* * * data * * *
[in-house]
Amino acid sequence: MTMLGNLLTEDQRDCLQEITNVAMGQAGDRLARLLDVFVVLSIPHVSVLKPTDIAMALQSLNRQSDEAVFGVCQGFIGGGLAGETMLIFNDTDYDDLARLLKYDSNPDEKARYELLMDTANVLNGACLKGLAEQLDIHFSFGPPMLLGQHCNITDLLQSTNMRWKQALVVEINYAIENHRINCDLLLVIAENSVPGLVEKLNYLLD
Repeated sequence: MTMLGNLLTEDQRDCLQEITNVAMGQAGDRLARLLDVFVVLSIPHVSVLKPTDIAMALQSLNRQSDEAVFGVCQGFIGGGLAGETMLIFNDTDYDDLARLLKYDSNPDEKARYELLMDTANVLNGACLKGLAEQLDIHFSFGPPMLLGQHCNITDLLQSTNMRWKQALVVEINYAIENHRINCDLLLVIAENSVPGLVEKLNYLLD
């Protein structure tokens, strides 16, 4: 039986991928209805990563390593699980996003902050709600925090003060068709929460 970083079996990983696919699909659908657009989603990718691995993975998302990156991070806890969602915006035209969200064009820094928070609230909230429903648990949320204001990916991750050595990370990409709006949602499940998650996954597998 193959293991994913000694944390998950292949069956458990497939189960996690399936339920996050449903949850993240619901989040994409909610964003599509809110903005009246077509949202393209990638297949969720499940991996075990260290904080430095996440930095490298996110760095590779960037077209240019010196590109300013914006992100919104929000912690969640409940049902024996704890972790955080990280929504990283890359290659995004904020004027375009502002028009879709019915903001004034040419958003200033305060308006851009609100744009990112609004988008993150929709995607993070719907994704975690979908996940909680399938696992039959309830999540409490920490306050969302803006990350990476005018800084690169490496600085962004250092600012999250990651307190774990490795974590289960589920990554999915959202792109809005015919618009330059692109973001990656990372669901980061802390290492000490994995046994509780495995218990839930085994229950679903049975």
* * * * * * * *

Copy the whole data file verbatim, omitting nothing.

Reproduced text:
[in-house]
Amino acid sequence: MTMLGNLLTEDQRDCLQEITNVAMGQAGDRLARLLDVFVVLSIPHVSVLKPTDIAMALQSLNRQSDEAVFGVCQGFIGGGLAGETMLIFNDTDYDDLARLLKYDSNPDEKARYELLMDTANVLNGACLKGLAEQLDIHFSFGPPMLLGQHCNITDLLQSTNMRWKQALVVEINYAIENHRINCDLLLVIAENSVPGLVEKLNYLLD
Repeated sequence: MTMLGNLLTEDQRDCLQEITNVAMGQAGDRLARLLDVFVVLSIPHVSVLKPTDIAMALQSLNRQSDEAVFGVCQGFIGGGLAGETMLIFNDTDYDDLARLLKYDSNPDEKARYELLMDTANVLNGACLKGLAEQLDIHFSFGPPMLLGQHCNITDLLQSTNMRWKQALVVEINYAIENHRINCDLLLVIAENSVPGLVEKLNYLLD
């Protein structure tokens, strides 16, 4: 039986991928209805990563390593699980996003902050709600925090003060068709929460 970083079996990983696919699909659908657009989603990718691995993975998302990156991070806890969602915006035209969200064009820094928070609230909230429903648990949320204001990916991750050595990370990409709006949602499940998650996954597998 193959293991994913000694944390998950292949069956458990497939189960996690399936339920996050449903949850993240619901989040994409909610964003599509809110903005009246077509949202393209990638297949969720499940991996075990260290904080430095996440930095490298996110760095590779960037077209240019010196590109300013914006992100919104929000912690969640409940049902024996704890972790955080990280929504990283890359290659995004904020004027375009502002028009879709019915903001004034040419958003200033305060308006851009609100744009990112609004988008993150929709995607993070719907994704975690979908996940909680399938696992039959309830999540409490920490306050969302803006990350990476005018800084690169490496600085962004250092600012999250990651307190774990490795974590289960589920990554999915959202792109809005015919618009330059692109973001990656990372669901980061802390290492000490994995046994509780495995218990839930085994229950679903049975």